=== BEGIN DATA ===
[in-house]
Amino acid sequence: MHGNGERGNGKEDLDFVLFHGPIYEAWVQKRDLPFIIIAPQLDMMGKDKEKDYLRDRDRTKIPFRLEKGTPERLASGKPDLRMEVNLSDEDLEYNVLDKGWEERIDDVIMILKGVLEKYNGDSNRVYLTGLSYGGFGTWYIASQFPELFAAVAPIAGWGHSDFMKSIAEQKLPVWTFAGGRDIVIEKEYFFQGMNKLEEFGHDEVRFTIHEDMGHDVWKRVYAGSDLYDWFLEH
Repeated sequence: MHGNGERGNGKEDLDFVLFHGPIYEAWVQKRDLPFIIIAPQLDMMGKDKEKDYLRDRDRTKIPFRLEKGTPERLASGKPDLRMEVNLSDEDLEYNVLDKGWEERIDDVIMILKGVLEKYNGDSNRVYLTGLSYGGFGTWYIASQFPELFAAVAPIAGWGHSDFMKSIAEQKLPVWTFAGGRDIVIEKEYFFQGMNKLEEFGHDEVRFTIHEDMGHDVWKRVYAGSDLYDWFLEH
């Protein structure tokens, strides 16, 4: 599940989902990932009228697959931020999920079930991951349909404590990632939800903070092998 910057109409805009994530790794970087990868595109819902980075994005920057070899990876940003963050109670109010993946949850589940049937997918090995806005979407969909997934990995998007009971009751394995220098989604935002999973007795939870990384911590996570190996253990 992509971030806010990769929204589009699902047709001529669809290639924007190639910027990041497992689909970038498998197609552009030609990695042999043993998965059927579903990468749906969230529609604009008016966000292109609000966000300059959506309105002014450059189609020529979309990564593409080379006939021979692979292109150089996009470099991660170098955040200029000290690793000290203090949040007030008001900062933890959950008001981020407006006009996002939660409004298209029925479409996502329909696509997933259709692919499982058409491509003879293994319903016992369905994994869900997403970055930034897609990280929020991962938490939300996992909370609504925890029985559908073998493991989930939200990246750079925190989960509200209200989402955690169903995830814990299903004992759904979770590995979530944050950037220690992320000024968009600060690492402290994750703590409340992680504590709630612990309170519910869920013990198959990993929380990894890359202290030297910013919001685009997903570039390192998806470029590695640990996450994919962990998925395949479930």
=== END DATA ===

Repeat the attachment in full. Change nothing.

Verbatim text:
[in-house]
Amino acid sequence: MHGNGERGNGKEDLDFVLFHGPIYEAWVQKRDLPFIIIAPQLDMMGKDKEKDYLRDRDRTKIPFRLEKGTPERLASGKPDLRMEVNLSDEDLEYNVLDKGWEERIDDVIMILKGVLEKYNGDSNRVYLTGLSYGGFGTWYIASQFPELFAAVAPIAGWGHSDFMKSIAEQKLPVWTFAGGRDIVIEKEYFFQGMNKLEEFGHDEVRFTIHEDMGHDVWKRVYAGSDLYDWFLEH
Repeated sequence: MHGNGERGNGKEDLDFVLFHGPIYEAWVQKRDLPFIIIAPQLDMMGKDKEKDYLRDRDRTKIPFRLEKGTPERLASGKPDLRMEVNLSDEDLEYNVLDKGWEERIDDVIMILKGVLEKYNGDSNRVYLTGLSYGGFGTWYIASQFPELFAAVAPIAGWGHSDFMKSIAEQKLPVWTFAGGRDIVIEKEYFFQGMNKLEEFGHDEVRFTIHEDMGHDVWKRVYAGSDLYDWFLEH
């Protein structure tokens, strides 16, 4: 599940989902990932009228697959931020999920079930991951349909404590990632939800903070092998 910057109409805009994530790794970087990868595109819902980075994005920057070899990876940003963050109670109010993946949850589940049937997918090995806005979407969909997934990995998007009971009751394995220098989604935002999973007795939870990384911590996570190996253990 992509971030806010990769929204589009699902047709001529669809290639924007190639910027990041497992689909970038498998197609552009030609990695042999043993998965059927579903990468749906969230529609604009008016966000292109609000966000300059959506309105002014450059189609020529979309990564593409080379006939021979692979292109150089996009470099991660170098955040200029000290690793000290203090949040007030008001900062933890959950008001981020407006006009996002939660409004298209029925479409996502329909696509997933259709692919499982058409491509003879293994319903016992369905994994869900997403970055930034897609990280929020991962938490939300996992909370609504925890029985559908073998493991989930939200990246750079925190989960509200209200989402955690169903995830814990299903004992759904979770590995979530944050950037220690992320000024968009600060690492402290994750703590409340992680504590709630612990309170519910869920013990198959990993929380990894890359202290030297910013919001685009997903570039390192998806470029590695640990996450994919962990998925395949479930």